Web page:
Historical Collections of Virginia: Containing a Collection of the Most Interesting Facts, Traditions, Biographical Sketches, Anecdotes, &c., Relating to Its History and Antiquities, Together with Geographical and Statistical Descriptions : to which is Appended, an Historical and Descriptive Sketch of the District of Columbia : Illustrated by Over 100 Engravings, Giving Views of the Principal Towns, Seats of Eminent Men, Public Buildings, Relics of Antiquity, Historic Localities, Natural Scenery, Etc., Etc
Babcock & Company, 1845 - 544 Seiten
Was andere dazu sagen - Rezension schreiben
Es wurden keine Rezensionen gefunden.
Andere Ausgaben - Alle anzeigen
American appeared appointed arms army arrived Assembly bank beautiful became body British building called cause character church colony colored command contains continued court creek death died dwellings early effect enemy England established falls feet fire force formed French friends give given governor hand head Henry horses hundred immediately Indians James John killed king land late length Lewis lived manner mean miles mountains nature never night occasion officers Ohio party passed persons present prisoners raised reached received remained residence respect returned Richmond River road runs says seat sent settlement side situation slaves soon spring standing taken Thomas tion tobacco took town troops village Virginia Washington whites whole wounded young
Seite 108 - I appeal to any white man to say if ever he entered Logan's cabin hungry, and he gave him not meat; if ever he came cold and naked, and he clothed him not. During the course of the last long and bloody war Logan remained idle in his cabin, an advocate for peace. Such was my love for the whites, that my countrymen pointed as they passed, and said, Logan is the friend of white men.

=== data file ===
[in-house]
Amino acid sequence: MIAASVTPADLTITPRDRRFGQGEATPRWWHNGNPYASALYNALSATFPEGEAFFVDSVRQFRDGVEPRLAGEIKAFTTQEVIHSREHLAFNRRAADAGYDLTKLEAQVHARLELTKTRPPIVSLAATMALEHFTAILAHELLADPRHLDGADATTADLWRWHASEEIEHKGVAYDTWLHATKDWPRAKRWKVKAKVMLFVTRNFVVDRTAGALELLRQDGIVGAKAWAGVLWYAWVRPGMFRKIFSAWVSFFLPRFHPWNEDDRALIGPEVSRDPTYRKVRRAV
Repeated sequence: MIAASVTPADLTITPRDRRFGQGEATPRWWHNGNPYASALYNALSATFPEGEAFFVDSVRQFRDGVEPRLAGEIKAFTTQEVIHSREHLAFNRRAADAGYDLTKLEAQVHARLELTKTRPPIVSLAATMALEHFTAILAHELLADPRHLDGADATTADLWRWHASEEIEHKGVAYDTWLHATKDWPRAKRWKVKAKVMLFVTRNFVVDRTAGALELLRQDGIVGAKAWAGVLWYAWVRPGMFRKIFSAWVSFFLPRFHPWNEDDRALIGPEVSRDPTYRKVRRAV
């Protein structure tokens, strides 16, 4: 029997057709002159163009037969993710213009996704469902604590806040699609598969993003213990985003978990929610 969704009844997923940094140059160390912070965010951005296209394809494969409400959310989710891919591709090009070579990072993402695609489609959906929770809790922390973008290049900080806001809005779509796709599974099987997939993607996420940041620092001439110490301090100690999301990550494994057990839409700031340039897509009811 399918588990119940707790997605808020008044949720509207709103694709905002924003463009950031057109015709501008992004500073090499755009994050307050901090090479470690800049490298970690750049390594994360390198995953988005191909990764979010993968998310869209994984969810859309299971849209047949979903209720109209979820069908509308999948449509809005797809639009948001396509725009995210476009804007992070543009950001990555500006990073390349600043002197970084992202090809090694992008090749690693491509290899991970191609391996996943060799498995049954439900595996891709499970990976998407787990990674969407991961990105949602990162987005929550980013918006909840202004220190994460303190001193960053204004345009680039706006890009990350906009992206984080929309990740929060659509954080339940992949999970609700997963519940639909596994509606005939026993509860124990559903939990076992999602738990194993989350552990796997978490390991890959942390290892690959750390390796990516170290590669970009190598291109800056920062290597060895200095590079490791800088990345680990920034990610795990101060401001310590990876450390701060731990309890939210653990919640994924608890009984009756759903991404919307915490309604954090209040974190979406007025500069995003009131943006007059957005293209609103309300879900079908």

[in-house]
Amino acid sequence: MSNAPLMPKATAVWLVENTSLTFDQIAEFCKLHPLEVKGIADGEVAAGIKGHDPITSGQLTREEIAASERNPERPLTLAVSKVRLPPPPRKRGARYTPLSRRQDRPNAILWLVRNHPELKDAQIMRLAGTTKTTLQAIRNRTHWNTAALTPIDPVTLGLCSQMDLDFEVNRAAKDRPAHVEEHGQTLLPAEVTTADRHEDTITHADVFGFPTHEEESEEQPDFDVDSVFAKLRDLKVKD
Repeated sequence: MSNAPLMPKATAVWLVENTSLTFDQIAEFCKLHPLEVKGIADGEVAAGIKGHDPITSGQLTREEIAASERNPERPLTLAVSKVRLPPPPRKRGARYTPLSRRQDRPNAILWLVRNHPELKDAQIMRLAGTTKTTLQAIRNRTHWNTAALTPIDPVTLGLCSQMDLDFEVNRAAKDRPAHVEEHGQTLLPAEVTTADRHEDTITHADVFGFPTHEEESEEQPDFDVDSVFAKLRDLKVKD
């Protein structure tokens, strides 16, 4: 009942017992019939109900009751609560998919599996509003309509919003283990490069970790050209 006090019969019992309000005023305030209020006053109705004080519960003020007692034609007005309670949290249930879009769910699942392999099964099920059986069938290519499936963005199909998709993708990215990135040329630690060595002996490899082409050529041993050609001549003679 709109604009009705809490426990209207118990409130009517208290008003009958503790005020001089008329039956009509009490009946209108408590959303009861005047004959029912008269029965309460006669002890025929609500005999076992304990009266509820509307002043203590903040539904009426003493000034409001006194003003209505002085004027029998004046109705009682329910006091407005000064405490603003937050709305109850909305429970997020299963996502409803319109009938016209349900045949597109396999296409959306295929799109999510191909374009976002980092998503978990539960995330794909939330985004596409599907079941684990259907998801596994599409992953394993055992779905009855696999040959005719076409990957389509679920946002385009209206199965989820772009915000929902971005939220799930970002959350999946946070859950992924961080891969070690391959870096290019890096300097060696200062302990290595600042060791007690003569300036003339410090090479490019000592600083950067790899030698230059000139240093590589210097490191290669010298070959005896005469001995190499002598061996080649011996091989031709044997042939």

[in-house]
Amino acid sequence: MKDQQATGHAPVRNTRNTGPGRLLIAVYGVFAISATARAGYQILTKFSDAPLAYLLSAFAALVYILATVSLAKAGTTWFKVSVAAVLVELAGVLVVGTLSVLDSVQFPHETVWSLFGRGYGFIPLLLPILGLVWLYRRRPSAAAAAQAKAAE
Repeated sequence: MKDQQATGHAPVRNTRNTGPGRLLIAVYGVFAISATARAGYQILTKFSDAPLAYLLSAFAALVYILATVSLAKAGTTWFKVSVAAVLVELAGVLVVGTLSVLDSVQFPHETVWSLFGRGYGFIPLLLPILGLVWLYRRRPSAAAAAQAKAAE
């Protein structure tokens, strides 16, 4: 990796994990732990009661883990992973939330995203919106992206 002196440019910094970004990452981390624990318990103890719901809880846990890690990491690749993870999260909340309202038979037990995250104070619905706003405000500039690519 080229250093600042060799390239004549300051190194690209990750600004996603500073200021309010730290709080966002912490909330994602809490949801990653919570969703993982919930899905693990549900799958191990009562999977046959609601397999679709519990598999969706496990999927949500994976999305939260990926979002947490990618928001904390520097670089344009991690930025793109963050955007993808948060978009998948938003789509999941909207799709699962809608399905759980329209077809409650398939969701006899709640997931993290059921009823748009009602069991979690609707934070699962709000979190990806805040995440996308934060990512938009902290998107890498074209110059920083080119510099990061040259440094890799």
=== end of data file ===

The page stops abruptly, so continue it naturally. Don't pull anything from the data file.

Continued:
Seite 155 - THE groves were God's first temples. Ere man learned To hew the shaft, and lay the architrave. And spread the roof above them, — ere he framed The lofty vault, to gather and roll back The sound of anthems ; in the darkling wood, Amidst the cool and silence, he knelt down, And offered to the Mightiest solemn thanks And supplication.
Seite 144 - That religion, or the duty which we owe to our Creator, and the manner of discharging it, can be directed only by reason and conviction, not by force or violence, and therefore all men are equally entitled to the free exercise of religion, according to the dictates of conscience, and that it is the mutual duty of all to practice Christian forbearance, love, and charity towards each other.
Seite 510 - It will be the duty of the Historian and the Sage in all ages to let no occasion pass of commemorating this illustrious man ; and until time shall be no more will a test of the progress which our race has made in wisdom and in virtue be derived from the veneration paid to the immortal name of WASHINGTON ! APPENDIX.
Seite 91 - ... pass by; when the rapidity of the stream threw it with so much violence against the pole, that it jerked me out into ten feet water: but I fortunately saved myself by catching hold of one of the raft logs. Notwithstanding all our efforts, we could not get to either shore, but were obliged, as we were near an island, to quit our raft and make to it.
Seite 419 - Socrates died like a philosopher" — then pausing, raising his other hand, pressing them, both clasped together, with warmth and energy to his breast, lifting his " sightless balls" to heaven, and pouring his whole soul into his tremulous voice, " but Jesus Christ — like a God...
Seite 418 - It was some time before the tumult had subsided so far as to permit him to proceed. Indeed, judging by the usual, but fallacious standard of my own weakness, I began to be very uneasy for the situation of the preacher. For I could not conceive how he would be able to let his audience down from the height to which he had wound them, without impairing the solemnity and dignity of his subject, or perhaps shocking them by the abruptness of the fall.
Seite 99 - As a remarkable instance of this, I may point out to the public that heroic youth, Colonel Washington, whom I cannot but hope Providence has hitherto preserved in so signal a manner for some important service to his country.
Seite 419 - On a rock, whose haughty brow Frowns o'er old Conway's foaming flood, Robed in the sable garb of woe, With haggard eyes the poet stood (Loose his beard and hoary hair Streamed, like a meteor, to the troubled air); And, with a master's hand and prophet's fire, Struck the deep sorrows of his lyre.